Lenovo’s Foldable Phone Could Fold Vertically And Come With Hinge

Lenovo’s foldable phone

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Foldable phones are all the rage now. Almost every smartphone maker has at least one foldable phone in the works, including Lenovo. The Chinese company seems to be working on its own design different from what its subsidiary Motorola is expected to release under the Motorola RAZR brand.

What a patent suggests about Lenovo’s foldable phone

A recent Lenovo patent suggests the company could be working on a clamshell design for a foldable phone. Such a design avoids the book-like fold we have seen with Samsung’s Galaxy Fold. According to the patent, the clamshell design of Lenovo’s foldable phone has the bottom portion folding up to give access to the smaller secondary display.

Image Source: LetsGoDigital (screenshot)

Further, the patent reveals a big hinge on the rear. Users can choose to either fold it halfway or almost full. Such a concept ensures that some part of the screen is visible and usable.

Unlike recent phones with almost zero bezel, Lenovo’s foldable phone appears to have thick bezels. Thus, we can assume Lenovo plans to fit a front-facing camera, earpiece and other sensors in the bezel. Further, the images show just one camera on the back.

Lenovo filed this patent in September with the World Intellectual Property Office (WIPO). The patent, which includes sketches showing a foldable phone with a flexible hinge, was first spotted by Dutch tech blog LetsGoDigital. The tech site prepared colorful renderings of Lenovo’s foldable phone based on the patent sketches.

There is no guarantee that such a design will actually result in a final product or if Lenovo is actually working on such a foldable phone. Tech companies are known to file patents regularly, but not all patented technologies are worked on. Another possibility is that it is only a preliminary design and that the final design could be somewhat different.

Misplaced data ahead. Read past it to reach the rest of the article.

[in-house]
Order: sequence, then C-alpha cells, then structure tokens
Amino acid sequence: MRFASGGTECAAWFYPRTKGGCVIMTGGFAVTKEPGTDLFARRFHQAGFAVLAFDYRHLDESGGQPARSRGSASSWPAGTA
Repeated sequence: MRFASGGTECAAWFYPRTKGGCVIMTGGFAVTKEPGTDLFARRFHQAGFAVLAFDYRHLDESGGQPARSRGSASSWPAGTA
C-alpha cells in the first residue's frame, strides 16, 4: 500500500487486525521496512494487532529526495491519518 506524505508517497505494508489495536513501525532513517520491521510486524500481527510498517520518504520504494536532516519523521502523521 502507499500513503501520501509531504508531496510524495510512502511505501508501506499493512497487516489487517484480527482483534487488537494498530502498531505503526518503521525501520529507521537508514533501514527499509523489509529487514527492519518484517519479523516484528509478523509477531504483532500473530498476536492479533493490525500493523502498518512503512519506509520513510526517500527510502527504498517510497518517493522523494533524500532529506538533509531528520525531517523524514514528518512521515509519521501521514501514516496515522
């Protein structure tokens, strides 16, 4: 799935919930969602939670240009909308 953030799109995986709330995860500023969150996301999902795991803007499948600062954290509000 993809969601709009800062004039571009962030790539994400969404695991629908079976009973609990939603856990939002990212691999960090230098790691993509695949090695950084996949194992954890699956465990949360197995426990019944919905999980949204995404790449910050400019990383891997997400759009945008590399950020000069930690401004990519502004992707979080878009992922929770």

This is not the first design we have seen for Lenovo’s foldable phone. In 2016, the Chinese company showed off a foldable phone prototype which unfolded to the size of a tablet. The prototype device also featured a screen on outside similar to what we have seen with the Huawei Mate X.

There is no information on a release date for Lenovo’s foldable phone, but there is a good chance its subsidiary Motorola will first release its folding phone, probably this summer. The Motorola RAZR foldable smartphone is rumored to cost $1,500.

ZTE and Oppo have a similar concept in mind

Lenovo is not the only smartphone maker to work on a clamshell smartphone design that does not fold from the middle. ZTE and Oppo are reportedly considering a similar idea as well.

Earlier this month, a new ZTE patent spotted by LetsGoDigital filed with the WIPO revealed an interesting clamshell design. According to the patent images, the top half of the screen, when folded, doesn’t cover the entire bottom part, leaving a strip of the screen visible. Such a strip could be used to display a notification when the phone is folded.

Image Source: LetsGoDigital (screenshot)

Further, the patent images showed that the main part of the device is thicker than the top part. It could mean that the upper part would just be used to hold the foldable OLED display and antennae, while the bottom part would apparently hold the battery and electronics.

The device seems to have two cameras on the back along with a flash. On the right side, the images show the presence of a power button, a SIM card slot and a volume bar. The bottom of the device features two speaker grilles and a USB-C port.

Probably to show that it is also in the foldable phone race, Oppo revealed images of its own prototype a couple of months ago. The image revealed by Oppo VP Brian Shen suggests the company is more impressed with Huawei’s foldable phone design than that of the Samsung Galaxy Fold.

The images show a single large OLED panel that folds from both sides, instead of folding from the inside. Further, the images show a thick bar on one side of the phone that features cameras and other components.

In his Weibo post, Shen noted that the company is not yet planning to ship the prototype device unless there is reasonable demand for such a products.




About the Author

Aman Jain
Aman is MBA (Finance) with an experience on both Marketing and Finance side. He has worked as a Risk Analyst for AIR Worldwide, and is currently leading VeRa FinServ, a Financial Research firm. Favorite pastimes include watching science fiction movies, reviewing tech gadgets, playing PC games and cricket. - Email him at amanjain@valuewalk.com